As a pianist, I read and play more through recognizing patterns. I know the feel of the piano and where the notes are in relation to each other. You have to teach your hand what the spacing feels like. Practicing is the only way to get this, just like on any instrument. However, there are things you can do to help things along.

  1. Play all your chords in all positions. Start with triads, then get more complicated. Since you know theory, you will know the interval structure of the different inversions. You could start by doing this with a song you are trying to learn. Just break it down one chord at a time. Why not start with a blues progression to keep things easy? Really get to feel those dominant 7 and minor 7 chords in several different keys before doing something more complicated.

  2. Play lots of different kinds of scales. Again, try blues in several different keys.

  3. Play your scales raising the size of the interval each time. For example, 1-2-1-3-1-4-1-5-1-6-1-7-1-8-1.

  4. Play parallel intervals up and down the keyboard in half-steps. Do this with every kind of interval. Figure out what is the easiest fingering to get from one to the other.

  5. Look at a Hanon book. There are several exercises related to these in the back.


I was trained to read numbers. Although difficult at first, it becomes easier with age. The benefit of reading numbers is that you can sight transpose in any key. For instance, "Joy To The World" is 87654321 56 67 78. Go ahead, try those numbers in any key. Not only can I read many songs in any key but, anything I hear, I can instantly play. Whereas, letter readers, well, letters are absolute. Letter readers are somewhat "musically illiterate."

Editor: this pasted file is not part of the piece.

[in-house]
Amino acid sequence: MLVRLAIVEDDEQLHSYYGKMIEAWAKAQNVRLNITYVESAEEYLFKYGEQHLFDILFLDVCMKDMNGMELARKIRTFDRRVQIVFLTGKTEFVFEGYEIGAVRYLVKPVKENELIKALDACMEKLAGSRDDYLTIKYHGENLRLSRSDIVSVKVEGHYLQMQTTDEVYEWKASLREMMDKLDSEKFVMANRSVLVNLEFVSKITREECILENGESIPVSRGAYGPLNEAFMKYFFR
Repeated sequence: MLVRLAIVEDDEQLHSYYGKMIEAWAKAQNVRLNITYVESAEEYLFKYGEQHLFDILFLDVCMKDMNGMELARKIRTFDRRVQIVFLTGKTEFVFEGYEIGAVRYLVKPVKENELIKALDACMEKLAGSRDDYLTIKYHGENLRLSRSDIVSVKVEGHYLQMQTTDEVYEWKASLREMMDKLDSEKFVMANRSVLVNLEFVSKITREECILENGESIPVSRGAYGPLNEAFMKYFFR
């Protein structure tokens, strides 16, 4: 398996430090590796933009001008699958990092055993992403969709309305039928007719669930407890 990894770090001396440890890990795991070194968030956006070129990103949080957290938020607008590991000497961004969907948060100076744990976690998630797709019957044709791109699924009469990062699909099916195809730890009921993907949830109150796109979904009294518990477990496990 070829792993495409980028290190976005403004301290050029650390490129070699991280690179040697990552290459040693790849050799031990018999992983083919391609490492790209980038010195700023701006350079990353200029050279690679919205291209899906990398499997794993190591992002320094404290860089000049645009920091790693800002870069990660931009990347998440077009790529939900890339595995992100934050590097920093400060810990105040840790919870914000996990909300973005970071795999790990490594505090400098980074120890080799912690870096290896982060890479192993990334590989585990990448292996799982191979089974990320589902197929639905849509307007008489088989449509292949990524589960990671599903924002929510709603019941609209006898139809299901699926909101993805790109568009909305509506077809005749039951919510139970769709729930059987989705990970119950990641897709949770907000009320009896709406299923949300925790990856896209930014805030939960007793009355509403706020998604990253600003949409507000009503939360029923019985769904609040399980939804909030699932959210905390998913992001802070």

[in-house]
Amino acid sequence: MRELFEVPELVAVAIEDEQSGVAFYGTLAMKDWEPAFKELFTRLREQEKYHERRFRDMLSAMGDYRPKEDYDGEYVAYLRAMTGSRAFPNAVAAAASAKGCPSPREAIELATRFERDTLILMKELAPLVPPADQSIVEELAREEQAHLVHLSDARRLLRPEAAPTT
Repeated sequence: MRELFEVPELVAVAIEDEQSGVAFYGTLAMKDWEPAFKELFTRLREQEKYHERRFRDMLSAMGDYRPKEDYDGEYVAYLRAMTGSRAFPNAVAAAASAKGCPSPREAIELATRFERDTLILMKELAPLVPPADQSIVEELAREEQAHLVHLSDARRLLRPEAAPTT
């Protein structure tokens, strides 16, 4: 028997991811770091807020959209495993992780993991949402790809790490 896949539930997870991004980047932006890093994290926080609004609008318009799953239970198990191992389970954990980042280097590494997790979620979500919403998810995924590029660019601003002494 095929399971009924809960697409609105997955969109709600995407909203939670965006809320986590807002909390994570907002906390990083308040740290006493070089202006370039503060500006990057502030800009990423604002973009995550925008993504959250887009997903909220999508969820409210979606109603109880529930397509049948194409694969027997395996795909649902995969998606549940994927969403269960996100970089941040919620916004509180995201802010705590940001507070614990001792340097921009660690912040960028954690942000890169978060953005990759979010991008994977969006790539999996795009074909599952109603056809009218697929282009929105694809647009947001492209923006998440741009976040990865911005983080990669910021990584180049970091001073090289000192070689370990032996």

Reading numbers also makes memorization much easier since the ear takes over half of the cerebral duty. Through a lifetime of osmosis, I can look at music and see the patterns but my fingers are always thinking in numbers.

I listened to a church organist hunt and peck "Happy Birthday" the other day and on the third "birthday" she fumbled for the correct note. I was thinking "It is the octave, the fifth of the scale. Can't you hear it?" Guess not. Musically illiterate.

Although, the greater question is why did she think we needed accompaniment for "Happy Birthday?"

  • Don't ever see 'music' written like that where I am. Where's the timing?
    – Tim
    Commented May 11, 2018 at 11:10
  • It is not but you can "see it that way." If you see CEG in the key of C, I see 135. In the key of F i'd see 579. In the key of C, C is one. In G, G is one, etcetera. It requires knowing all keys and their numbered pitch. Then, you just see it that way. Commented May 12, 2018 at 14:01
  • Mary Had A Little Lamb can be read by the letters but, if you see the numbers instead of the letters, you can play it in any key. Here, try it by starting on the third of any key: 3212333 222 355 3212333322321 The hard part is relearning to read numbers instead of letters. Commented May 12, 2018 at 14:03
  • So, when you come to a tune with say, a two octave range, the numbers go up to 15? Starts to get unwieldy. And let's say we're in C, but the tune starts on the G below C. Could that be -2..?
    – Tim
    Commented May 12, 2018 at 14:29
  • I don't think there is an official pedagogy for this. It is how my first teacher taught me. I only go as high as a 13th but often when I cross octaves, I will think in terms of kybd range: Sub-contra, contra, great, small, one lined, two lined . . . five lined. Predominately, your EAR tells you that you are changing octaves and starting numbers anew. I don't delineate much more than an 8va that often because my ear still hears a sixth, but an 8va higher, for instance. So, if needed, I will think 6(1) or 6(3) aka A1 or A3. But, mostly regurgitate octaves. Commented May 14, 2018 at 10:55

Your Answer

By clicking “Post Your Answer”, you agree to our terms of service and acknowledge you have read our privacy policy.

Not the answer you're looking for? Browse other questions tagged or ask your own question.